My One Week Husband by Lauren Blakely



“That’s not true,” I say as he lifts his cup.

“I bet you can survive on numbers alone. You eat them for breakfast, right? I suspect the waitress is going to bring you a side of equations with your berries. They’ll power you through literally the entire day. All of your strength, all of your intensity comes from your financial reports.”

“I like numbers,” I say, but inside, I’m trying to suppress a grin.

“No. You love numbers.”

I arch a brow. “I believe my insane love of numbers is why you and Cole were so happy to have me invest. Same thing that has allowed us to expand, which is what the two of you wanted when you offered me a share. So there.”

“You have made many things possible, and for that, I’m incredibly grateful,” he says, taking a drink of his tea.

I take another pull of my coffee and set it down. “And also, thank you for what you did last night.”

He waves his right hand in front of his chest. “You mean giving you a wonderful view of all my assets?”

I shake my head. “Making sure the guests in rooms adjacent to chandeliers had other places to stay. I can’t believe that thought slipped my mind. I’m ashamed. But I’m glad that you caught it.”

He puts his cup down, his expression gentle but earnest. “Scarlett, we’re a team. You don’t have to do everything. That’s why we work together.”

“I know, I know. I just, I wish I had thought of it. But you did, so I’m glad.”

“I’m all about making my lovely wife happy,” he says as the waitress returns with our food.

As she sets down Daniel’s egg whites and my cup of berries, she asks if we’ve visited the Helen Williams winery.

“Hmm. I don’t think so,” Daniel says, leaning back in his chair, clearly enjoying the marriage ruse. “Are there lots of dark corners to tug my bride into and smother her with kisses?”

The woman laughs knowingly. “It’s perfect for when you can’t keep your hands off each other. My husband and I were married a few years ago, and we stayed in Aix-en-Provence. We toured the city, went to terrific restaurants, visited fabulous wineries. And we stayed at this fantastic boutique hotel that made you never want to leave. All sorts of dark corners for kissing, and an elevator that played sensual music,” she says, then blinks as if the memory of her honeymoon just flashed before her eyes. “But of course, this place is like that too.”

Sure, but it could be better. Better mirrors, better lighting, better mood music.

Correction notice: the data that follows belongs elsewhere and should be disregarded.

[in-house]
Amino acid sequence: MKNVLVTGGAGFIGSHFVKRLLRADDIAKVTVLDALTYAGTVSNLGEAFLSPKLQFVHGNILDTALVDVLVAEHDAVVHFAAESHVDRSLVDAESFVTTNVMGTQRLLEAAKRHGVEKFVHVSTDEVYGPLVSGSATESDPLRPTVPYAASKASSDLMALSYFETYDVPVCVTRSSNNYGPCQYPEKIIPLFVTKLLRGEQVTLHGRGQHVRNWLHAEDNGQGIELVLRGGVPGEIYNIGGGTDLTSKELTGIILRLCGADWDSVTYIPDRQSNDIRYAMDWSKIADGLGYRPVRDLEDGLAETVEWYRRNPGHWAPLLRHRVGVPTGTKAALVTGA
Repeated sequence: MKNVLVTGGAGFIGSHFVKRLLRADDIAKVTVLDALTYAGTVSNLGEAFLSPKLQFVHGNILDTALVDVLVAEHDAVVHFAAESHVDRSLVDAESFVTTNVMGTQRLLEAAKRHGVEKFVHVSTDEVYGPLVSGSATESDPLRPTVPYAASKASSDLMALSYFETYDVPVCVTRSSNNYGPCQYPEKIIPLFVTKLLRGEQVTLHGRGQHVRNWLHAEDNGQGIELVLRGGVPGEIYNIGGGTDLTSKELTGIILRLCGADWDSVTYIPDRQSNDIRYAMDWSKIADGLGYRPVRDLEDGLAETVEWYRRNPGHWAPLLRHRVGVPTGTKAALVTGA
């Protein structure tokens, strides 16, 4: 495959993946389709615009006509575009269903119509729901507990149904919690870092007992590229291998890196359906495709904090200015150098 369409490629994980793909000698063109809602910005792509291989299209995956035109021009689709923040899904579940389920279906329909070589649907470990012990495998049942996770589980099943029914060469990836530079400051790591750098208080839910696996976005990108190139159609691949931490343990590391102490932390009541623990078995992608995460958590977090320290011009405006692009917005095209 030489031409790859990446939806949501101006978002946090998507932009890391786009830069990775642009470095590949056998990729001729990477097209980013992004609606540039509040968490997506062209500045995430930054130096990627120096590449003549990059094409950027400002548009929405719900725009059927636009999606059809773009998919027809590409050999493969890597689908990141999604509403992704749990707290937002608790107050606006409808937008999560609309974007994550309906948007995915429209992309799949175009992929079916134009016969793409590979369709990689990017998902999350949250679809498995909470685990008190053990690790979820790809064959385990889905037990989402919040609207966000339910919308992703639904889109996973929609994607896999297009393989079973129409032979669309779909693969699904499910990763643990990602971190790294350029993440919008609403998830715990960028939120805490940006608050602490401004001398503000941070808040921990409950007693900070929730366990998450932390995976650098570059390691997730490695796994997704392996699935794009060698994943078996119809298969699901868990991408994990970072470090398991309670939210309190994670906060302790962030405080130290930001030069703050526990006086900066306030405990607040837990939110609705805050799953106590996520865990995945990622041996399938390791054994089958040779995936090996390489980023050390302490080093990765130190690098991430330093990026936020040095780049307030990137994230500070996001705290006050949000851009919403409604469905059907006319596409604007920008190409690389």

And I’m intrigued by her mention of this other place.

Especially since this waitress doesn’t seem to recognize us. Not that we’re rock stars or celebrities. But she isn’t talking to us as if we’re the new owners. She’s talking to us like we are, indeed, the honeymooning guests.

And she’s dropping a tip, as waitresses do.

“Thanks. What was the name of the boutique hotel?” I ask.

She screws up the corner of her lips, deep in thought, then her green eyes twinkle. “Le Pavillon de Aix-en-Provence. But last I heard, it was for sale, so probably not worth checking out. Besides, why would you want to when you could stay here at our sister hotel?”

“Grand. Thanks so much,” Daniel says as the redhead takes off to tend to other customers.

He lifts his fork, holds it midair, and levels me with a knowing gaze.

Three years doing business together, and I do know this man.

His blue eyes are twinkling with dollar signs.

I bet mine are too. I cross my arms, a satisfied grin on my face. “I know what you’re thinking.”

“That’s either scary or incredibly sexy.”

“Daniel,” I chide, though sexy is right because I happen to think untapped potential is wildly arousing.

He leans closer, so close I can smell the pine of his aftershave and the clean ocean breeze of his shampoo. They make a delicious cocktail of manly scents that drift through my nose, that go to my head, that remind me how utterly intoxicated I was at seeing him in the hall last night.

But it’s not only that. It’s the potential we both sense here. Business deals are the antidote to heartbreak. They’ve carried me through some of the toughest years of my life. And nothing, nothing in the whole entire universe, has healed me more than making deals.

His voice is low, hushed. “Are you thinking we should check out that hotel?”

“And that we have time to pop over to Aix-en-Provence before we return to Paris for our meeting with Cole tonight?”